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Title: Hippocampal Theta Oscillations and Cross-Frequency Coupling during Spatial Decision-Making
Authors: Belchior, Hindiael
Souza, Bryan
Santos, Vítor Lopes dos
Ribeiro, Sidarta Tollendal Gomes
Tort, Adriano Bretanha Lopes
Keywords: Oscillations;Local field potential;Spatial choice;Speed;Radial maze
Issue Date: Sep-2014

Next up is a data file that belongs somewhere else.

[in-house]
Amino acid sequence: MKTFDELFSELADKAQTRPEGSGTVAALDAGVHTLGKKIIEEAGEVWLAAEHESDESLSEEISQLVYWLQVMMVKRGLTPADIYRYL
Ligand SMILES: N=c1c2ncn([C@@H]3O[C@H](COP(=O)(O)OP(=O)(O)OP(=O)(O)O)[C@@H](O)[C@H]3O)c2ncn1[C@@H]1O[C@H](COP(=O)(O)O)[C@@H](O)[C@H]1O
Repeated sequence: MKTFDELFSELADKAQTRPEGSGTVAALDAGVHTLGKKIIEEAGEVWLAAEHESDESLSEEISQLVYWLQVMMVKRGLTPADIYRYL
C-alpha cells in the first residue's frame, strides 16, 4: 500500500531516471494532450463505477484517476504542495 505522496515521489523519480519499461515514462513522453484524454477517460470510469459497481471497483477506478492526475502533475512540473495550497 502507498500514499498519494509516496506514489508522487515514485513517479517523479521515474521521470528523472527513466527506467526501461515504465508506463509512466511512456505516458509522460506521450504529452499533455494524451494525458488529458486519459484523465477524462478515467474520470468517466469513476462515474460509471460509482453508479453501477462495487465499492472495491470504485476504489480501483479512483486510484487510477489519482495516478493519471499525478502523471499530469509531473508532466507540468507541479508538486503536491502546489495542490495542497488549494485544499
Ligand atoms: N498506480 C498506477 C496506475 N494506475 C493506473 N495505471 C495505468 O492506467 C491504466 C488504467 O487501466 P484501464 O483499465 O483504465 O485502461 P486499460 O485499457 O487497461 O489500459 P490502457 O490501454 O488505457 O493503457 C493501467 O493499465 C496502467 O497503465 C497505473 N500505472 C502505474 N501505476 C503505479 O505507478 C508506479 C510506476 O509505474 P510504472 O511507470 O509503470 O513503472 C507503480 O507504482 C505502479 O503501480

Portuguese Abstract: Introdução The processing of spatial and mnemonic information is believed to depend on hippocampal theta oscillations (5­12 Hz). However, in rats both the power and frequency of the theta rhythm are modulated by locomotor activity, which is a major confounding factor when estimating its cognitive correlates. Previous studies have suggested that hippocampal theta oscillations and its modulation of higher frequency rhythms support decision­making processes. Objetivos In the present study, we investigated to what extent spatial decision­making modulates hippocampal theta oscillations when controlling for variations in locomotion speed. In addition, we measured how the amplitude of low­gamma (25­50 Hz), high-gamma (60­90 Hz), and high­frequency oscillations (>100 Hz) is modulated by the phase of theta oscillations (cross­frequency coupling). Métodos We recorded local field potentials from the CA1 region of 5 male Wistar rats while animals had to choose one arm to enter for reward (goal) in a four­arm radial maze. The animals were previously trained to achieve 70% of correct choices and four sessions were used to the analyses. We then analyzed intervals of inter­trial period (DELAY), decision­making (DM), and running to reward (RUN). Trials with similar locomotion speed were used to compare theta power across intervals. We measured cross­frequency coupling within each interval and temporally triggered to the end of DM. Resultados e Conclusões We observed prominent theta oscillations and strong phase modulation of gamma amplitude during DM interval of the task, which occurred in the center of the maze before animals deliberately ran through an arm towards goal location. In speed-controlled analyses, theta power and frequency were higher during the decision period when compared to either an inter­trial delay period (also at the maze center), or to the period of running towards goal location (p<0.05, two­way ANOVA followed by Tukey's post hoc test). Moreover, theta activity was higher during decision intervals preceding correct choices than during decision intervals preceding incorrect choices (p<0.05, Student's t­test). Altogether, our data support a cognitive function for the hippocampal theta rhythm in spatial decision­making.
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